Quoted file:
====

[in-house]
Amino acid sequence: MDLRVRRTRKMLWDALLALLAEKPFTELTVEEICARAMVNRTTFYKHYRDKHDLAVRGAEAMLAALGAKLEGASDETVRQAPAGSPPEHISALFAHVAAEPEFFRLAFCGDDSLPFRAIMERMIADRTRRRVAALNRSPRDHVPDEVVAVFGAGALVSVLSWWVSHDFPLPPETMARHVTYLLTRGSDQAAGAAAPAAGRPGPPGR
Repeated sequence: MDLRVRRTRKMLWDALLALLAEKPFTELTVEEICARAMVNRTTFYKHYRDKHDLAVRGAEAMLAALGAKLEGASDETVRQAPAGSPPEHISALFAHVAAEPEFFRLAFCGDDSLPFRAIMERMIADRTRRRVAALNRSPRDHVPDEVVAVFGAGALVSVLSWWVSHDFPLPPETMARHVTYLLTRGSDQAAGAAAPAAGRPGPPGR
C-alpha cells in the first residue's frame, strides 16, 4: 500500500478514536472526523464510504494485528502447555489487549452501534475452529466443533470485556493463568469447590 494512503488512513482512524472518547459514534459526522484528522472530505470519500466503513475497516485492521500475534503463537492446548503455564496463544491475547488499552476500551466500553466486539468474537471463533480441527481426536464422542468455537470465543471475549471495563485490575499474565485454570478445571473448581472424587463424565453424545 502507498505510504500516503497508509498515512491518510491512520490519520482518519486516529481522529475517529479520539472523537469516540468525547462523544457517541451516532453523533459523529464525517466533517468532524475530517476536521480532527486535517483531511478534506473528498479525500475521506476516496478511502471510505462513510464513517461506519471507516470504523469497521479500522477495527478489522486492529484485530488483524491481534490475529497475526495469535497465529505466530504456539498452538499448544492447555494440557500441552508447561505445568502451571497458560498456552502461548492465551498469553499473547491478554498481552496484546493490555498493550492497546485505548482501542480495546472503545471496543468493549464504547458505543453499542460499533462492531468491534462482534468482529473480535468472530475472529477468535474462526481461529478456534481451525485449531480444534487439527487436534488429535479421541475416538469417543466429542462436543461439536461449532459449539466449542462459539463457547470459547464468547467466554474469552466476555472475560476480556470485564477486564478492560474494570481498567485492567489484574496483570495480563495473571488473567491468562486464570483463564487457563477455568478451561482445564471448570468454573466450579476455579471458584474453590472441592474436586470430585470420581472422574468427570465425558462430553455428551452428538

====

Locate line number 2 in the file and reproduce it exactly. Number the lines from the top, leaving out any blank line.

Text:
Amino acid sequence: MDLRVRRTRKMLWDALLALLAEKPFTELTVEEICARAMVNRTTFYKHYRDKHDLAVRGAEAMLAALGAKLEGASDETVRQAPAGSPPEHISALFAHVAAEPEFFRLAFCGDDSLPFRAIMERMIADRTRRRVAALNRSPRDHVPDEVVAVFGAGALVSVLSWWVSHDFPLPPETMARHVTYLLTRGSDQAAGAAAPAAGRPGPPGR